Hospital-acquired pneumonia is a common and often deadly healthcare-associated infection (HAI).
Hospitals are a critical aspect of community and national infrastructure. Providing care to the ill and injured, hospitals are of vital importance throughout our lives. But what happens when a hospital stay, by itself, proves deadly or injurious?
By nature, healthcare facilities are home to drug-resistant germs waiting to gain a foothold in the next weakened immune system. Sometimes that takes the form of hospital-acquired pneumonia. Pneumonia in the hospital can be contracted through the use of a device like a ventilator, or when no such device is in use. Hospital-acquired pneumonia (HAP) is considered a pneumonia where symptoms occur approximately two days after admission. HAP is one of the most common HAI suffered by patients in the US and European countries.
According to the Joint Commission, one in every 100 hospitalized patients will suffer non-ventilator acquired pneumonia (NVHAP) while inpatient. Ventilator-associated pneumonia (VAP) is another form of HAI. As is now widely known due to the COVID pandemic, patients with difficulty breathing on their own may be placed on a ventilator to enable them to breathe. A ventilator can be used with oral or nasal tubes, or through a hole created at the base of the neck. Given the weakened condition of the patient, germs on medical equipment can easily cause lung infections like pneumonia when a patient is on a ventilator.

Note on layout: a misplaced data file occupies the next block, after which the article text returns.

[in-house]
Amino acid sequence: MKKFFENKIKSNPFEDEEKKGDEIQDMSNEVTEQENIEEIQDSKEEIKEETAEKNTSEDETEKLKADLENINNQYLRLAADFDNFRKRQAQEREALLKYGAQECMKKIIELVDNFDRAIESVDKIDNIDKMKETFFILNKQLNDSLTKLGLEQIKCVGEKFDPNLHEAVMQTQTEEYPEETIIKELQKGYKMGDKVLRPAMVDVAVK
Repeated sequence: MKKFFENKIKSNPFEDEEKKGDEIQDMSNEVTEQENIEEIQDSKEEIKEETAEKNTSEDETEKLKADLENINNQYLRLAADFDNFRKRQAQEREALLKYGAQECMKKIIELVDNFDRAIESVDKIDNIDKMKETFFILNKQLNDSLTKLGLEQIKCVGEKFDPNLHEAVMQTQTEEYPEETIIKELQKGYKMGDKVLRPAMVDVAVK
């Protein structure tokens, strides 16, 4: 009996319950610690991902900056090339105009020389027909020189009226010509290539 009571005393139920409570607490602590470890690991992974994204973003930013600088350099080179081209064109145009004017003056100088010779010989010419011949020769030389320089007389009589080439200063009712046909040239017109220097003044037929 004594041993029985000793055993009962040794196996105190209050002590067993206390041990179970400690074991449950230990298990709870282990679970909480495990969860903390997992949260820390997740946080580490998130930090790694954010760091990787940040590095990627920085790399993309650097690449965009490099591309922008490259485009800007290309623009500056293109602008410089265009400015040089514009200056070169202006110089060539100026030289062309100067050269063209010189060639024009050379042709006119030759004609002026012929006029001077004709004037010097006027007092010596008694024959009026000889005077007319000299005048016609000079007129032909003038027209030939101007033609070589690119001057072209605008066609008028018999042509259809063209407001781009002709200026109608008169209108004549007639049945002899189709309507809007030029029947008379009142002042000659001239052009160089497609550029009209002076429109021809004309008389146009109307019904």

Although NVHAP occurs as often, if not more often, than VAP, guidance on preventing NVHAP in hospitalized patients is not widely circulated. Recently, a group of stakeholders and concerned organizations issued a call to action to circulate preventative strategies and education, encourage research in the area, drive prevention efforts by insurers and facilities, and other measures to reduce the rate of NVHAP. In a recent Quick Safety issue, The Joint Commission circulated preventative suggestions that include:
- Breathing exercises, chest physiotherapy, and maintaining patient movement
- Regular oral care, modified diets for those with difficulty swallowing, and reducing use of acid-suppressing drugs
- Elevating the head of the bed of a patient
- Providing education, encouraging the patient to perform pulmonary tests (spirometry)
Overall, critically ill patients who contract HAP have a mortality rate of around 70 percent, particularly those already on ventilators. If you or a loved one are inpatient, be sure to ask about steps to avoid hospital-acquired pneumonia, especially if a ventilator is in use. If you suffer a serious injury due to medical mistake—speak to our legal team about your concerns.
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